Tim-4 inhibition of T-cell activation and T helper type 17 differentiation requires both the immunoglobulin V and mucin domains and occurs via the mitogen-activated protein kinase pathway.
AffiliationImmunology, Moffitt Cancer Center Department of Biochemistry Department of Renal Medicine, Cork University Hospital, University College Cork, Ireland.
Immunoglobulin Variable Region
Mice, Inbred BALB C
Mitogen-Activated Protein Kinases
Protein Structure, Tertiary
STAT3 Transcription Factor
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CitationTim-4 inhibition of T-cell activation and T helper type 17 differentiation requires both the immunoglobulin V and mucin domains and occurs via the mitogen-activated protein kinase pathway. 2011, 133 (2):179-89 Immunology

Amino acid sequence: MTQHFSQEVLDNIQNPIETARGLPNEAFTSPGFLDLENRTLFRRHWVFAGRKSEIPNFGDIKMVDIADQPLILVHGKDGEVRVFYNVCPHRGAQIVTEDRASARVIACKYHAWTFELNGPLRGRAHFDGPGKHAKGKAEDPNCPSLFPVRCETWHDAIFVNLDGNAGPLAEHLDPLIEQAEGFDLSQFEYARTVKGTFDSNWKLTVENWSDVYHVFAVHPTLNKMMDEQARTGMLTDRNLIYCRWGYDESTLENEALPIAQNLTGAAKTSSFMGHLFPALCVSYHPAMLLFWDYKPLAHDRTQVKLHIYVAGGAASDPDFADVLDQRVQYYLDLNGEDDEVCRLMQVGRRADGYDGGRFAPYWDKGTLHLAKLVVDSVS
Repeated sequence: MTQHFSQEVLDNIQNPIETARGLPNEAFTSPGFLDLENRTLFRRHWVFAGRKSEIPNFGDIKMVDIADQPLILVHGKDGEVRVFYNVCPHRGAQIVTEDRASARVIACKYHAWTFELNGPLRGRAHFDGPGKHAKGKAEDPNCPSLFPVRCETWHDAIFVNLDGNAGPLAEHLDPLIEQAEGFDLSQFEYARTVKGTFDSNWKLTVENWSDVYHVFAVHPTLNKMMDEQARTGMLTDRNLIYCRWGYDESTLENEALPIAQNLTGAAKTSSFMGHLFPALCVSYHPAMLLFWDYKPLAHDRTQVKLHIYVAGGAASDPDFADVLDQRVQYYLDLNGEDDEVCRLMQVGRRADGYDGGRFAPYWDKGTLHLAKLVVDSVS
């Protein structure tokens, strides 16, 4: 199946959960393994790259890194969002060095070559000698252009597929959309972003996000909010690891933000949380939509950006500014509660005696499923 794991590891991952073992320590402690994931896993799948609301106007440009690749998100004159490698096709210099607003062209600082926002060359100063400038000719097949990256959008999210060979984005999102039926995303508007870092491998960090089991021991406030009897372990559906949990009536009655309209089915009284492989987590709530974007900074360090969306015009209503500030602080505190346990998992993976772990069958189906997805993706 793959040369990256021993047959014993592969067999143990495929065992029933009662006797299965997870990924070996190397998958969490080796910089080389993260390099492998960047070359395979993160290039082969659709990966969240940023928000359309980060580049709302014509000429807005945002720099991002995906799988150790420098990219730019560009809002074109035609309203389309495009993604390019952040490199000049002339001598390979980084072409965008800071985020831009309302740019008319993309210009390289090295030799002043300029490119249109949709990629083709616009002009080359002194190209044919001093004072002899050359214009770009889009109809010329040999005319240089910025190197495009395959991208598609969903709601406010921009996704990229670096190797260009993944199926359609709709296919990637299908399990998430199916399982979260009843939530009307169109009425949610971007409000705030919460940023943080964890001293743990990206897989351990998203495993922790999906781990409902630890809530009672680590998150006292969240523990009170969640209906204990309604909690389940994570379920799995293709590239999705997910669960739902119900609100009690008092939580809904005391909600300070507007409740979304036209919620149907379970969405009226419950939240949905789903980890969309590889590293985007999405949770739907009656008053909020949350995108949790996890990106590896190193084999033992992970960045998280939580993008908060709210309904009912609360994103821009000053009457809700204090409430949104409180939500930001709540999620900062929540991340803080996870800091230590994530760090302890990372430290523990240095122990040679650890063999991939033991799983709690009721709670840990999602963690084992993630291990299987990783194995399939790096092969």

AbstractEmerging experimental data suggest an important role for the T-cell immunoglobulin mucin 1 (Tim-1):Tim-4 pathway in autoimmune and alloimmune responses in vivo. Using a Tim-4 ectodomain human IgG Fc fusion protein we studied the role of Tim-4 in T-cell activation, signalling and differentiation responses in vitro. We demonstrate that Tim-4Fc can inhibit naive and pre-activated T-cell activation, proliferation and cytokine secretion via a Tim-1-independent pathway. Tim-4 contains immunoglobulin variable (IgV) and mucin domains; to identify which domain accounts for the inhibitory effect novel Tim-4 fusion proteins containing either the IgV or mucin domain were generated. We demonstrate that both IgV and mucin domains are required for the inhibitory effects and that they are mediated at least in part by inhibition of extracellular signal-regulated kinase pathway activity. Given the emerging interest in the role of the Tim family in T helper type 17 (Th17) cells, which play an important role in autoimmune disease and transplantation tolerance, our data show that Tim-4Fc can prevent polarization of CD4(+) T cells to the Th17 phenotype. Collectively, our results highlight an inhibitory role for Tim-4Fc in vitro, which we propose is mediated by a receptor other than Tim-1. In addition, this study provides new insights into the role of Tim-4Fc in regulating Th17 immune responses and may open a new avenue for autoimmune therapy.